"Arming merchant sailors may result in the acquisition of ever more lethal weapons and tactics by the pirates, a race that merchant sailors cannot win," the Maersk Inc. chairman said in his prepared remarks.They use AK-47s and RPGs right now; just what "more lethal" weapons does Clancey think that pirates will use? An RPK? Not a whole lot of difference in the scope of things. And how he thinks that the crew of a huge ship would be unable to arm with Superior weapons against pirates on a wimpy little motor boat is laughable. None the less, pirates with "more lethal" weapons were recently driven off by crew members with pistols. Twice.
Maersk Alabama Capt. Richard Phillips says that the crews should be armed:
"It would be my personal preference that a limited number of crew aboard the vessel have access to effective weaponry," Phillips told the panel, his wife and a crew member seated behind him.His thoughts are shared by at least one other crew member from the Maersk Alabama.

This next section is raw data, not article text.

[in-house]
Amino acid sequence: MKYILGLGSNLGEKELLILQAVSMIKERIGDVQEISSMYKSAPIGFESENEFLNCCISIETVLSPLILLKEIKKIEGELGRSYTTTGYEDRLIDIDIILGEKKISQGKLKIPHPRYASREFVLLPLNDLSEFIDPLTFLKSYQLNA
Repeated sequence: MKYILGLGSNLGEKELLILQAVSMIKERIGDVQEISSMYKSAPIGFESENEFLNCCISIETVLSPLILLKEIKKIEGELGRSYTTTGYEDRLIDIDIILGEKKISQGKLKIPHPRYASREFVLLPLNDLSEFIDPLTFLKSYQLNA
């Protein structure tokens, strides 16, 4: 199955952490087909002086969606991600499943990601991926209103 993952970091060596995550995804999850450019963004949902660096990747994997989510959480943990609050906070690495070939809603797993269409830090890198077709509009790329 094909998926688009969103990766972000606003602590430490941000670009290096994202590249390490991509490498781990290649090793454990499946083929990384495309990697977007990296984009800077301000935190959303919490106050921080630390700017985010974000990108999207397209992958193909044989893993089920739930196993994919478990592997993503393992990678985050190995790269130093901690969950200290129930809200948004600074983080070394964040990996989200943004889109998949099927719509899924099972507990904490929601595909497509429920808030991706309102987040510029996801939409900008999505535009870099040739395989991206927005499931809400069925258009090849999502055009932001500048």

Here's the second dose of stupid from Clancey:
And the notion of crew members, armed and out to sea for weeks or months, could be a recipe for deadly and costly accidents.
"There have been incidents where innocent bystanders have been killed," Clancey said. "There is exposure."Innocent bystanders? Where? You have a crew of about a dozen guys on a big ass ship that's out to sea, or at anchor, and he's worried about bystanders? These guys could shoot howitzers while at sea and not hurt anybody. While at port they could put everything in an arms room under the control of a Master-at-Arms, and would be good to go.
As it stands, that still doesn't address the problem of insurance companies not covering ships with armed crews. Ultimately, that policy is pushed by fear of litigation, which is why I say that lawyers are gonna be the end of this world, not to mention sue happy people that pay them.